The environment and its cause will be in focus and the responsibility will definitely be taken over by the next generation of employable youth who will have an empathetic approach and practice conscious living. Conservation efforts will be the focus for them and not just earning a living at the cost of sacrificing the environment.

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The game-changing pill in the fight against COVID

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Amidst a time when we are witnessing severe COVID-19 cases which are leading people to hospitalizations and causing deaths, an investigational antiviral drug manufactured by Merck & Co. could cut the odds of being hospitalised in half. 

If authorized, Molnupiravir could be the first oral antiviral drug for COVID-19 and would be a potential weapon to create faults in the virus’s genetic coding.

“An oral antiviral that can impact hospitalization risk to such a degree would be game-changing”, said Amesh Adalja, Senior Scholar at the Johns Hopkins Center for Health Security. Currently, the treatment options for COVID-19 include Gilead Sciences Inc’s infused Remdesivir and the generic steroid dexamethasone.

“This is going to change the discussion about how to manage COVID-19,” said Merck CEO Robert Davis. The Phase III trial’s results were so positive that the study was called off early on the advice of independent monitors, sending Merck shares up more than 9%. 

“If there is a simple pill, people will be less afraid of COVID and less inclined to get vaccines”, says a Jefferies analyst. For the time being, only intravenous antibody mixtures are approved for non-hospitalized individuals. 

The company has received a deal with the US government to offer 1.7 million Molnupiravir courses for $700 per course, and it is in talks with other governments. Merck intends a tiered pricing structure depending on the country income criteria, according to the company. By the end of 2021, the company hopes to have produced 10 million courses.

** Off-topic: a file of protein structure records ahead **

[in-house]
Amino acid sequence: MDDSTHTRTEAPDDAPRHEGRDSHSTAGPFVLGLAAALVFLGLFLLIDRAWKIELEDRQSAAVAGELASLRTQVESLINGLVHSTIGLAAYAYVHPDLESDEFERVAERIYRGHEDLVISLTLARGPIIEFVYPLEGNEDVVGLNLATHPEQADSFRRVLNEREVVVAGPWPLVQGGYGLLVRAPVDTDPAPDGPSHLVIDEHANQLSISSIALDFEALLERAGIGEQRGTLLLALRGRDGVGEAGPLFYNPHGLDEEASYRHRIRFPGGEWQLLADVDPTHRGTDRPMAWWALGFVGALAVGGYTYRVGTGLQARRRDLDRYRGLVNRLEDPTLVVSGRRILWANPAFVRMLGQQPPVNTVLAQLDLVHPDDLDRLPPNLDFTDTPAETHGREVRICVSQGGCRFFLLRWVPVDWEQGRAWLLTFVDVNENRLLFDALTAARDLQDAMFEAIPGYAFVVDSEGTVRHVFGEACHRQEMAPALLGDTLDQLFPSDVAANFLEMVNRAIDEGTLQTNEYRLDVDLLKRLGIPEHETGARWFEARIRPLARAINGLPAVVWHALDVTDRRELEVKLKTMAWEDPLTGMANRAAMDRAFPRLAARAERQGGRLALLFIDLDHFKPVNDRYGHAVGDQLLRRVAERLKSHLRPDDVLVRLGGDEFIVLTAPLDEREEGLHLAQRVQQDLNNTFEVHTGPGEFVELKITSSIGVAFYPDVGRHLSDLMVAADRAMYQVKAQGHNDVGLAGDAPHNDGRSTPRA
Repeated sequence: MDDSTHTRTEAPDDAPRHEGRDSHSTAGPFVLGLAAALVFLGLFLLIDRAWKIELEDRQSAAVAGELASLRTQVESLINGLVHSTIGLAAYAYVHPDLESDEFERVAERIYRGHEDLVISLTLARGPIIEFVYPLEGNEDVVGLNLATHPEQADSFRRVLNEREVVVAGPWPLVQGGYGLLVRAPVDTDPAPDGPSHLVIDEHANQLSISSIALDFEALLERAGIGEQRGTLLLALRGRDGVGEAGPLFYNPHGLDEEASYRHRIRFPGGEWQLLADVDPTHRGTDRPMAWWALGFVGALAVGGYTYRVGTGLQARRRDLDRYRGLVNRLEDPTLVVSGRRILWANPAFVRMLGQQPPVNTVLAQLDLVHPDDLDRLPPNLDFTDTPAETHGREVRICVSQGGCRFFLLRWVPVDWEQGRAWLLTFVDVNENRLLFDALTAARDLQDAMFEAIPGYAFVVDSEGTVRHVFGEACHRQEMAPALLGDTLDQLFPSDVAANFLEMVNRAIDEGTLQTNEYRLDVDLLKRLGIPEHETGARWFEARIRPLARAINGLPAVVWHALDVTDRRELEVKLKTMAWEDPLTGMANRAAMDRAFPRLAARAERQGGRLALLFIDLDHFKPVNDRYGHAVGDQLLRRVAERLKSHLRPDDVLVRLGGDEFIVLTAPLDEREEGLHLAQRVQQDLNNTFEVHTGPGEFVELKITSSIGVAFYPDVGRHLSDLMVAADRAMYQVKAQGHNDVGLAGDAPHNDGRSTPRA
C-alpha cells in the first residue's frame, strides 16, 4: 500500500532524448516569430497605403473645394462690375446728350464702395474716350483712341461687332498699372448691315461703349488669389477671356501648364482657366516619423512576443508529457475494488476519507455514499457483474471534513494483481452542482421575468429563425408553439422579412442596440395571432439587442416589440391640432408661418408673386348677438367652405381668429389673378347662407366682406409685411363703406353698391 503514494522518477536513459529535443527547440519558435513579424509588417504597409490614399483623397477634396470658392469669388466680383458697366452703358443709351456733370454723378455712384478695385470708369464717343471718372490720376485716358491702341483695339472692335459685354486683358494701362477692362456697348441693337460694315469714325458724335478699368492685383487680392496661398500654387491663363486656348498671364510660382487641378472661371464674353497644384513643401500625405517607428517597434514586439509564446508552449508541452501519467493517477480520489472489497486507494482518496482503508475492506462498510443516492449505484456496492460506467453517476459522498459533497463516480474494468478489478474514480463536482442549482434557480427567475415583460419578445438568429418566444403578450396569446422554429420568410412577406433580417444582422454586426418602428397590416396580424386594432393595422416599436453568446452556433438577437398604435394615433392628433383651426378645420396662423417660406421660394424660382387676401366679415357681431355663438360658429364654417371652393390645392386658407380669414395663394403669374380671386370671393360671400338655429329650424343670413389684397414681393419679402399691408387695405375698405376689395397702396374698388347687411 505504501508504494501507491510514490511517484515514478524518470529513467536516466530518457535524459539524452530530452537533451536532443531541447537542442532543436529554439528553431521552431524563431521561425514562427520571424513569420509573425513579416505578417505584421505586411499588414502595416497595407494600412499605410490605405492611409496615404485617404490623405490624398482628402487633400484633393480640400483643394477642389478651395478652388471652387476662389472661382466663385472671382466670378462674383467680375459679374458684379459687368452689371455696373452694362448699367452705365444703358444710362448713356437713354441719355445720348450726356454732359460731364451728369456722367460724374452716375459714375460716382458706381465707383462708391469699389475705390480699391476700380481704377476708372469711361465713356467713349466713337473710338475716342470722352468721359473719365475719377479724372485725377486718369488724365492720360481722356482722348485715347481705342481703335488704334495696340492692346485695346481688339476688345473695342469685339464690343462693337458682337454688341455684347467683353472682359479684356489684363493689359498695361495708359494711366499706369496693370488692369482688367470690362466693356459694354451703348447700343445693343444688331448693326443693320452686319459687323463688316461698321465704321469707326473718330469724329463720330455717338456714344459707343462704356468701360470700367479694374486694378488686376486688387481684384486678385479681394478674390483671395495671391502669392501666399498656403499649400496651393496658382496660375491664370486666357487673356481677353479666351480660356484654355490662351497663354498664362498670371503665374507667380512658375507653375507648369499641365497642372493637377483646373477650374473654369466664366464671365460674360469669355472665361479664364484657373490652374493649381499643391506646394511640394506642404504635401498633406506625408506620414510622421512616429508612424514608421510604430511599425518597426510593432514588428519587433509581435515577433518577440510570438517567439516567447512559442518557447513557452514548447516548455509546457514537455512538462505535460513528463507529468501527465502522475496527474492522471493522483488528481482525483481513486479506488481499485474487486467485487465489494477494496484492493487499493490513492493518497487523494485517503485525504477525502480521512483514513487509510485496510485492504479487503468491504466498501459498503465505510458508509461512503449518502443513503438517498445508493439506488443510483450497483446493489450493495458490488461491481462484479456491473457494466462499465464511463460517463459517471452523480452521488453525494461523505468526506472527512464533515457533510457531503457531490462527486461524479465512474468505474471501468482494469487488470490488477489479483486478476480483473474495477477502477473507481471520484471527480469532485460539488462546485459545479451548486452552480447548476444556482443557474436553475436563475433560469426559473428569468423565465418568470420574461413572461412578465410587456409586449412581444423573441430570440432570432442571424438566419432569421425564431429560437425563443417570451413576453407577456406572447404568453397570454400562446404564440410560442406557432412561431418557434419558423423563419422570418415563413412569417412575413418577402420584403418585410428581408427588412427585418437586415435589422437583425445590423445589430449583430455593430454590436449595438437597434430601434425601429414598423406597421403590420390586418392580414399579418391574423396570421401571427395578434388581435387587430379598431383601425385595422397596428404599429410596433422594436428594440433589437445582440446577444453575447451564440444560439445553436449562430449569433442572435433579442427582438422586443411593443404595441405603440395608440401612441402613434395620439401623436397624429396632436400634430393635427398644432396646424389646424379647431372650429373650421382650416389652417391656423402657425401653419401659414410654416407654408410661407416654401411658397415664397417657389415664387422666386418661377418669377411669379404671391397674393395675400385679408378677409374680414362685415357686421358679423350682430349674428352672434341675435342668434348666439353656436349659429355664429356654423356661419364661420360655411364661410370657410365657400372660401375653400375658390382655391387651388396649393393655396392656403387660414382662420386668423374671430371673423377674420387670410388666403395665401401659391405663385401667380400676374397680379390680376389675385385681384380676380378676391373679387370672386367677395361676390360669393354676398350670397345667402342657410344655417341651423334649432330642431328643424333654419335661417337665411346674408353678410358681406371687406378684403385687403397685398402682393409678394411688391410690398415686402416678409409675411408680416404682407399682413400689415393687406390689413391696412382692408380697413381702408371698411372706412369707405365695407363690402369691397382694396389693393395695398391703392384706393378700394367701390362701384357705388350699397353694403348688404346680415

Merck has also agreed to license the drug to several generic drug companies in India. Low and middle-income countries would be able to access the therapy, thanks to generic drugmakers. In a Phase III trial, Molnupiravir is being tested for its ability to prevent infection in patients who have been exposed to coronavirus. Officials from Merck said they don’t know how long the FDA assessment will take.

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10 Things to Know About COVID-19 Kappa and Lambda Variants

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Among the 109 samples analyzed at Lucknow’s King George medical college, two cases of the Kappa variation of COVID-19 were found. It has been present in the Indian community for a few months, but little was said about it because the dominant strain in circulation was the ‘Double Mutant’ Delta. The World Health Organization has only recently named the Kappa variety (WHO).

The Indian SARS-CoV-2 Genomics Consortium (INSACOG) is actively monitoring another COVID-19 variant, the Lambda variant, although no cases of this variant have yet been documented in India.

Here are some things you need to know about these two COVID-19 versions. 

Kappa Variant:

  • The Kappa version, like the Delta variant, is a double mutant.
  • The Kappa strain was discovered in India for the first time in October 2020, according to the WHO. B.1.617.1 is the code for it, and B.1.617.2 is the code for Delta.
  • The Kappa variant was designated as a ‘variant of interest’ by the WHO on April 4th, rather than a ‘variant of concern.’
  • It’s a “variant with genetic modifications that are expected or known to affect virus features such as transmissibility, illness severity, immunological escape, diagnostic or therapeutic escape,” according to the definition. It’s worth noting that “variants of concern” represent a far bigger threat, according to WHO.
  • Antibody-neutralizing double mutations in the Kappa form have raised worries that the vaccine’s effectiveness, as well as the natural immunity generated by COVID infection, could be harmed.
  • Both Pfizer and AstraZeneca’s vaccines were found to be broadly effective against the Kappa variation in a study released in June.

Lambda Variant:

  • Lambda was first discovered in August 2020 in Peru. In December 2020, the first sample was taken.
  • It has so far spread to 31 nations, including the United Kingdom and the United States, as well as numerous South American countries.
  • The spike protein of the Lambda version has seven mutations. One of these alterations, L452Q, could make it more infectious (it’s related to the Delta variant’s L452R mutation, which made it more virulent).
  • Due to its unique mutations, the Lambda variety may have enhanced transmissibility and increased vaccination resistance, according to the WHO. It’s also possible that the strain can avoid the body’s immune system.
  • Existing mRNA vaccines can neutralize the Lambda form, according to the small number of experiments done thus far. More research is needed, however, to prove that immunizations are effective against it.